How 5G is making gaming more available to everyone

Before broadband internet was readily available, the main sources of video content were television and movies. With the emergence of smartphones, fast internet and online video platforms, creating and sharing user-generated videos quickly became commonplace. Gaming is seeing a similar democratization, and the 5G solutions from Verizon are helping to speed up the process while we’re also seeing pandemic-related mobile gaming trends emerge. Here are four ways 5G Ultra Wideband could help put game making and game playing in the hands of the masses.

Playing on the go

5G Ultra Wideband could allow more people to join in on both competitive gaming and community-sourced gaming from more places. In competitive gaming, every millisecond counts. And when you’re competing against people who are across the country, the lag adds up—potentially giving competitors who are playing over a faster connection an advantage over those who aren’t. Verizon 5G Ultra Wideband could deliver a very high-speed gaming experience with ultralow latency. When lag is minimized, it creates a truly fair match. This could increase competitive gaming’s popularity even more.

Community-sourced gaming is also a team effort, and team members could be hundreds or thousands of miles apart. Verizon 5G Ultra Wideband could ease lag frustrations by facilitating online collaboration in near real time. “You can build a lot faster if you have a good internet connection,” says Shride, a professional Fortnite™ content creator.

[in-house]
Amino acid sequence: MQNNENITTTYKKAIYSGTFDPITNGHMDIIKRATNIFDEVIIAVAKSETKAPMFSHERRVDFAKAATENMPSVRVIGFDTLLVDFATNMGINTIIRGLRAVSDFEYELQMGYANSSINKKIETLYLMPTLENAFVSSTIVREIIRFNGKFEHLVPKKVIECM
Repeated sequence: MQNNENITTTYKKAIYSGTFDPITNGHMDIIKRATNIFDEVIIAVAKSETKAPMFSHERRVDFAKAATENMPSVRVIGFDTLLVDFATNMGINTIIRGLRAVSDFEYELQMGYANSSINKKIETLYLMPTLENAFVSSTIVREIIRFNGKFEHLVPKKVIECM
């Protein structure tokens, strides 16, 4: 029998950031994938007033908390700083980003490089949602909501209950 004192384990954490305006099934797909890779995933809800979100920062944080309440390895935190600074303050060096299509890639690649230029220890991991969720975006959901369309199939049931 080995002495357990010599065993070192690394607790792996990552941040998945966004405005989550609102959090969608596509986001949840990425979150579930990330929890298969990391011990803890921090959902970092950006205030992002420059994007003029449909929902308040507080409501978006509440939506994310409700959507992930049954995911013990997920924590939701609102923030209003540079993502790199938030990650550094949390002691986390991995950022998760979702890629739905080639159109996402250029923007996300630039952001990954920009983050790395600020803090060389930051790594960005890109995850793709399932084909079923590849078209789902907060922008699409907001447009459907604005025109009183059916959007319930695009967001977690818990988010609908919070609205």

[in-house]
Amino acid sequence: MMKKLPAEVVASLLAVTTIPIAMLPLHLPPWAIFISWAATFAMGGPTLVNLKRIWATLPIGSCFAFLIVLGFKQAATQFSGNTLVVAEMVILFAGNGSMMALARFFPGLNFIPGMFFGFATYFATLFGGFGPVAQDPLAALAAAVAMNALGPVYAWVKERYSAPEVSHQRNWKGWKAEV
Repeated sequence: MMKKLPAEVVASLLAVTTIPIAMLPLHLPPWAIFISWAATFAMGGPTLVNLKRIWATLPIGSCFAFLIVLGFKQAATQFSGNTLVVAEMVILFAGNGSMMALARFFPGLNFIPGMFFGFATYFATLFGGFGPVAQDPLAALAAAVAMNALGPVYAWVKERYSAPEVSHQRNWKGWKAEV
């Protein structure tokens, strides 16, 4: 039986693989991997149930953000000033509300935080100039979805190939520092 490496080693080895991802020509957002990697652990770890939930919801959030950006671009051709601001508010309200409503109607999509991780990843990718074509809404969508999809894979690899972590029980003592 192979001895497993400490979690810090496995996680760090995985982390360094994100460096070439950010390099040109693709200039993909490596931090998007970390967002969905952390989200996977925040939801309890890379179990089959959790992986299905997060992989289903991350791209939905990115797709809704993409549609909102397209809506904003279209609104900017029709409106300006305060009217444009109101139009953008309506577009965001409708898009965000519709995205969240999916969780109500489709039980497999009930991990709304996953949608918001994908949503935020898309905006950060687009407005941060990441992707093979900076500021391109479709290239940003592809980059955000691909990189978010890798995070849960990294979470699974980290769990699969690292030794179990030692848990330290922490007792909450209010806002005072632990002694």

To help celebrate this year’s championship football game, Shride and his team at Beyond Creative collaborated with advertising agency Momentum and Verizon to build a week-long Fortnite Creative experience leading up to football’s biggest night. The team worked over broadband internet connections and a Verizon 5G Ultra Wideband connection to help make the event possible.

Turning users into creators

Some of the biggest games today make use of user-generated content. Both Minecraft® and Fortnite Creative offer a near-endless number of user-created maps. And the sole purpose of Roblox®, which has over 150 million monthly users, is to provide a platform where users can create their own games.

“Creators can now build what they want to play,” adds Shride. “They should have a say on what’s available to play since, after all, they’re the consumer and the one who is going to play the game in the end.”

This level of creation requires a fast and reliable internet connection. The superfast speeds, massive bandwidth and low latency of Verizon 5G Ultra Wideband could allow more players to join in on community game building in near real time with a graphics-rich experience for multiplayer gaming on the go.

Reducing the entry price point

With traditional gaming, you’ll have either a gaming PC or a gaming console that powers the experience. Because many games are console specific, gamers must purchase multiple consoles in order to play everything that interests them. These consoles and PCs can cost anywhere from a few hundred to a few thousand dollars, potentially making it very cost-prohibitive for gamers. 5G has the potential to untether gamers from that hardware by transferring the computation power to the cloud. All a gamer would need is a screen and a controller, which could really level the playing field for those who can’t afford top-of-the-line gaming computer rigs.

As Candice Mudrick, Head of Market Analysis at Newzoo, explained it on Networked: The 5G Future, a podcast from Verizon and T Brand at the New York Times, “You’re no longer limited to the power of your graphics processor or your CPU. You are now limited to the cloud, which is more or less essentially kind of unlimited in many situations. So effectively, what you’re doing is you are decoupling your gaming experience from the device in your hand.”

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